Matthew 13:47-50: The kingdom of heaven is like a net thrown into the sea... The Gospel of Thomas lists:

And he said, "The man is like a wise fisherman who cast his net into the sea and drew it up from the sea full of small fish. Among them the wise fisherman found a fine large fish. He threw all the small fish back into the sea and chose the large fish without difficulty. Whoever has ears to hear, let him hear."

There's also the new wine into old wineskins parable...

Fig tree parable: Matthew 24:32-35

If the above is really the case, then Jesus never condoned eating fish or drinking wine. I think it's safe to say that he was a vegetarian.
 





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#15
5 Rituals That Predict Success | Robin Sharma
How to Stay Ultra Inspired | Robin Sharma
 





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#19
https://www.leadershipnow.com/leadingblog/personal_development/
The Future Happens in the #NOW



NOW is where the future happens. In this moment we will take action that will affect our future or we will not. All we have is now.

In #NOW, Max McKeown asks us the think about our now. He says that “for most people, most of the time, it is better to lean towards action than inaction.” People who grab opportunities that are available now, who don’t waste time looking back, and regret-minimizers, are what McKeown calls Nowists. It is a flexible mindset so we can all learn to become a little more Nowist in our approach.

Using Your Past

Nowists don’t ignore the past, but they are good at bringing what they want or need from the past to serve them now for the future. They bring “lessons from their previous experiences and good memories” rather than living in the past. One of the reasons that Nowists can see opportunities is that they are not stuck trying to protect their past; spending time and energy on something that no longer makes sense.

Functional Impulsivity

Nowists don’t act without thinking. That’s dysfunctional. But they do possess a certain kind highly impulsive functional thinking. In a study performed at the University of Michigan on impulsivity, researchers found that there were two impulsive traits. There was the “kind that pushes people to decide quickly in a way that is likely to lead to bad consequences. And the kind that allows people to decide quickly with good results.” Successful Nowists benefit from functional impulsivity. They are good at deciding quickly under pressure and are willing to choose an option even at the cost of making a mistake that they can and are willing to correct as they go forward.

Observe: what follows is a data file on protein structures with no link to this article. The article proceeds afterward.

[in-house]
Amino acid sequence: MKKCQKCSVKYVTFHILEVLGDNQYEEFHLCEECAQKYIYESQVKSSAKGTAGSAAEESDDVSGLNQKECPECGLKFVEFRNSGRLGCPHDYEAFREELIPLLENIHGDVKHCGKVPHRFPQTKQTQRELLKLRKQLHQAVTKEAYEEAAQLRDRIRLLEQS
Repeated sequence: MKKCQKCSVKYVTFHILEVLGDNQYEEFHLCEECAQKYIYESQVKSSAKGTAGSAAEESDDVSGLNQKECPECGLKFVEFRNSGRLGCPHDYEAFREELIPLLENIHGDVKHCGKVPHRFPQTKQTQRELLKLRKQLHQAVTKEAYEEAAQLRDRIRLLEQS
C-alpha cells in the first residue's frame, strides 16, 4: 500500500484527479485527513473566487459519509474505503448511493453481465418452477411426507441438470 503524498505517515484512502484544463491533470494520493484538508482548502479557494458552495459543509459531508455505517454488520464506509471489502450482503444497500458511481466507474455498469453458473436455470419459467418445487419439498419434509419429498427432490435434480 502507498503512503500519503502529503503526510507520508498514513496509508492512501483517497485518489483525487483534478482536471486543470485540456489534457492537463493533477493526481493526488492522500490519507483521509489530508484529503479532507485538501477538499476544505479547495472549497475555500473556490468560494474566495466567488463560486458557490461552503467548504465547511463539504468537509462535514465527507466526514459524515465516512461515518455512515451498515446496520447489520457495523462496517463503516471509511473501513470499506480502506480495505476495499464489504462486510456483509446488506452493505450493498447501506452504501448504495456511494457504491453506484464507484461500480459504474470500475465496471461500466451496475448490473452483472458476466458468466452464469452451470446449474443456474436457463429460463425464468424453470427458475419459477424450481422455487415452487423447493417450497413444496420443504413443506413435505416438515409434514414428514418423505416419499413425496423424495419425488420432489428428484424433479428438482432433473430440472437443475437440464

Procrastination

Nowists take control of their time. “Nowists are good “at sequencing their own actions and the actions of others to get to the future on time.” Because they plan, seeing the future as a stream of connected sequences made up of actions and decisions, they can keep their momentum. And because each decision is connected to many actions, they don’t have to make as many decisions. “They can enjoy the pleasure of seeing progress in the past, present, and future, rather than discrete tasks that seem to add up to very little.”

You can avoid procrastination by changing your learning to see your future in your present. “Moving the priorities of your future-self into the present can become such a natural perspective that you are more likely to start something as early as possible than wait too long.” A Nowist leans towards the future from an “active, practical, let’s-make-this-work view of the world.” They only review the past for insights that will help them move forward. They understand cause and effect. “Not everyone sees clear connections between how actions in the past have created the situation in the present, or how actions in the present will shape, or create, the future.” I we can’t make these connections we are “isolated, disconnected and therefore cut off from the power of the #Now.”

We all exist in the #Now. It is only in the #Now that we can think, do, or change anything in the future. A Nowist is an active optimist. They believe they can make good things happen and take action to create a better future.

Now is a good time to think about your #Now. How will you use your #NOW?